The positive correlation between marriage and happiness is a well-established social science finding, although it should be noted that some studies in the past decade have questioned the causality: rather than marriage making people happy, perhaps happy people are more likely to get married and stay married. The scholarship in this area is ongoing, but for now it seems safe to say that the relationship between happiness and marriage can be attributed to both causality and selectivity: marriage makes people happier, and happier people are more likely to get married in the first place. It’s also well documented that more money makes people happier, although there’s a ceiling on its benefit—having a stratospheric income doesn’t make you stratospherically happy. Regular attendance at religious services also seems to help. On the flip side, people who weren’t brought up by two married parents have worse mental health on average. So, too, do folks who are unemployed. And traditionally parents are less happy than non-parents, although this may be changing in recent years.

All the changes between the early 1990s and 2022, especially in marriage rates, raise an intriguing question. If married people are much happier and people are less likely to be married, then why has happiness not fallen faster and farther?

I’ll start off with a broad examination of the predictors of young adult happiness since 1990, based on logistic regression models predicting which respondents identified as very happy. I present the results as predicted probabilities, shown in Table 2 (the regression table itself appears in Appendix A).

Table 2. Who’s Happy? Ages 18-35, 1990-2022

By far the largest predictor of happiness is marriage. Marriage almost doubles the chances of identifying oneself as “very happy,” from 21% to 40%. Even under the most conservative interpretation of this result—that it entirely reflects sample selection, not causation—it cannot be disputed that marriage is a strong marker of happiness in contemporary America.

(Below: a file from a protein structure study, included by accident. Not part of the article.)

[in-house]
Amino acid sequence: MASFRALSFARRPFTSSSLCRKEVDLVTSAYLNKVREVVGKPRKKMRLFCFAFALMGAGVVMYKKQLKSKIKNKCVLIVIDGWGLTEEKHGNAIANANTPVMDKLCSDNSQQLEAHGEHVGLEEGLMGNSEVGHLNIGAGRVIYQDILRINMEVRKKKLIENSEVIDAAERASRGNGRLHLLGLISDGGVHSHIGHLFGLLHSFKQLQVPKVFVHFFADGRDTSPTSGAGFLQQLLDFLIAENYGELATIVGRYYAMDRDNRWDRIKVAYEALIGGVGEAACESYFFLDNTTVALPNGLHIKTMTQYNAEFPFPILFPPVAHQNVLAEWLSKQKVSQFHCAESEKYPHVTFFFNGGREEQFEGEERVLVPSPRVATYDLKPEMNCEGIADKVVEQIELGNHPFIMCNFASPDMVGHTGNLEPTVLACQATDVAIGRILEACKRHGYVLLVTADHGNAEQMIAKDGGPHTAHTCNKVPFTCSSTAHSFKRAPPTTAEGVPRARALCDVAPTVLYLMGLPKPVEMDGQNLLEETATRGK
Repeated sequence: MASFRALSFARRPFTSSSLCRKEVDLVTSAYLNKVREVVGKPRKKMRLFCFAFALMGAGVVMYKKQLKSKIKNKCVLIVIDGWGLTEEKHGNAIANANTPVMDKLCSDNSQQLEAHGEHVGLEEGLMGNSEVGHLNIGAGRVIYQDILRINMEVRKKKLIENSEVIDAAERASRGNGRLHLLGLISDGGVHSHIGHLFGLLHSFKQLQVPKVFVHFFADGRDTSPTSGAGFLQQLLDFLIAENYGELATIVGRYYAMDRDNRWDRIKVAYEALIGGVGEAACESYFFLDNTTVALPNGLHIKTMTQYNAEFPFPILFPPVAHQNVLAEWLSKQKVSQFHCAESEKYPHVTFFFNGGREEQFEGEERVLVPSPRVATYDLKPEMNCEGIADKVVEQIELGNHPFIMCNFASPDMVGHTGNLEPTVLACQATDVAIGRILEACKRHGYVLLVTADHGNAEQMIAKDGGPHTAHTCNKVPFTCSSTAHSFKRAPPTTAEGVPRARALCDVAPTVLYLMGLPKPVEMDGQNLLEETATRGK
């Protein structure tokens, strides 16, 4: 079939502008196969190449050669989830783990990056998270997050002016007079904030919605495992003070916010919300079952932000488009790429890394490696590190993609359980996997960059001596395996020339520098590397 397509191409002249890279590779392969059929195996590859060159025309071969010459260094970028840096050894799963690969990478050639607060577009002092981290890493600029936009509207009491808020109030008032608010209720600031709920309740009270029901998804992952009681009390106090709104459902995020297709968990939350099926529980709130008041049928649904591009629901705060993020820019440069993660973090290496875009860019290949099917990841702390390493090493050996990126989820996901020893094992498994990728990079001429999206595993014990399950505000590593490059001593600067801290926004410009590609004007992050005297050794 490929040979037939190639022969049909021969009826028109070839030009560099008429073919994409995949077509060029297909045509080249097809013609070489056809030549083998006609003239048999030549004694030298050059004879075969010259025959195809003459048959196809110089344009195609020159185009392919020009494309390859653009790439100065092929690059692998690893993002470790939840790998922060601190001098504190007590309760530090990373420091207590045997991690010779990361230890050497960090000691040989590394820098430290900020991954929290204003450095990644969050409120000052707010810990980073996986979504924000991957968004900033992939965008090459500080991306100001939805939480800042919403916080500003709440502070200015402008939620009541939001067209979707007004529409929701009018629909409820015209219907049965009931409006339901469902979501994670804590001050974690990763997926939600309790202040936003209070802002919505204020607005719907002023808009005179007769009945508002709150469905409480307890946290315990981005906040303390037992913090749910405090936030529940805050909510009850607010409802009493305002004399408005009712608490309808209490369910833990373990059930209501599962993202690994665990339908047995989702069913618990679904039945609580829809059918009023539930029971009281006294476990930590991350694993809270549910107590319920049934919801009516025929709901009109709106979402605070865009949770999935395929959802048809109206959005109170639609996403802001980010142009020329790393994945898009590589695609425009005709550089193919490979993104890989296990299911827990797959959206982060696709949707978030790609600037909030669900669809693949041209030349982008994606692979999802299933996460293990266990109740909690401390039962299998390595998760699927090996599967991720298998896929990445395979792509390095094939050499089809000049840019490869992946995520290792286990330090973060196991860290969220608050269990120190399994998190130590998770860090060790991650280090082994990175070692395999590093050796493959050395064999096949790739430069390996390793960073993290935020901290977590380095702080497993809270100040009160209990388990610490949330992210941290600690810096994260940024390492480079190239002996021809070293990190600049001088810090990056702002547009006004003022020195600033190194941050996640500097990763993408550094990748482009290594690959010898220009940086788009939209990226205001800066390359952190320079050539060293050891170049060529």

The next two strongest predictors of happiness are education and attendance at religious services. Survey respondents who didn’t complete high school, or finished but didn’t go to college, are less happy than people who spent at least some time in college. Graduates make more money and are more likely to have fulfilling jobs. College may also impart problem-solving skills and other social capital that somehow redound to personal satisfaction.

Attending religious services several or more times a month increases the odds of being very happy by 9%. In Soul Mates: Religion, Sex, Love, and Marriage Among African Americans and Latinos, Brad Wilcox and I explored why many people benefit from regular attendance at a church, synagogue, or mosque. The reasons are both spiritual and temporal. Faith often gives people purpose and a framework for coping with life’s tribulations. Regular attendance also embeds people in a community of like-minded peers. Wilcox and I showed that being part of a network of like-minded believers can explain up to one half of the association between religious participation and marital happiness.

All of the other predictors in the model offer modest and largely predictable effects on happiness. Higher incomes increase the odds of happiness, although the difference between a family income of under $33,000 and a family income of over $50,000 (all in 2023 dollars) is only 5 percentage points. Money, it seems, only buys happiness for a few people. Whites and, especially, Latinos are a bit happier than African Americans and members of other population groups (predominantly Asian Americans and American Indians). People from two-parent families are slightly happier, consistent with a long line of research on the consequences of family structure. And predictably, people who are unemployed are less happy than workers. So, too, are men, compared to women. Perhaps this reflects burgeoning challenges that have affected boys and men in schooling, employment, and myriad other life domains.

Curiously parents are no less happy than non-parents, a result that’s contrary to an extensive body of research. I’ll hint at why this might be the case in the next section. 

To continue reading, download the full research brief, "Trends in Young Adult Happiness: 1990-2022."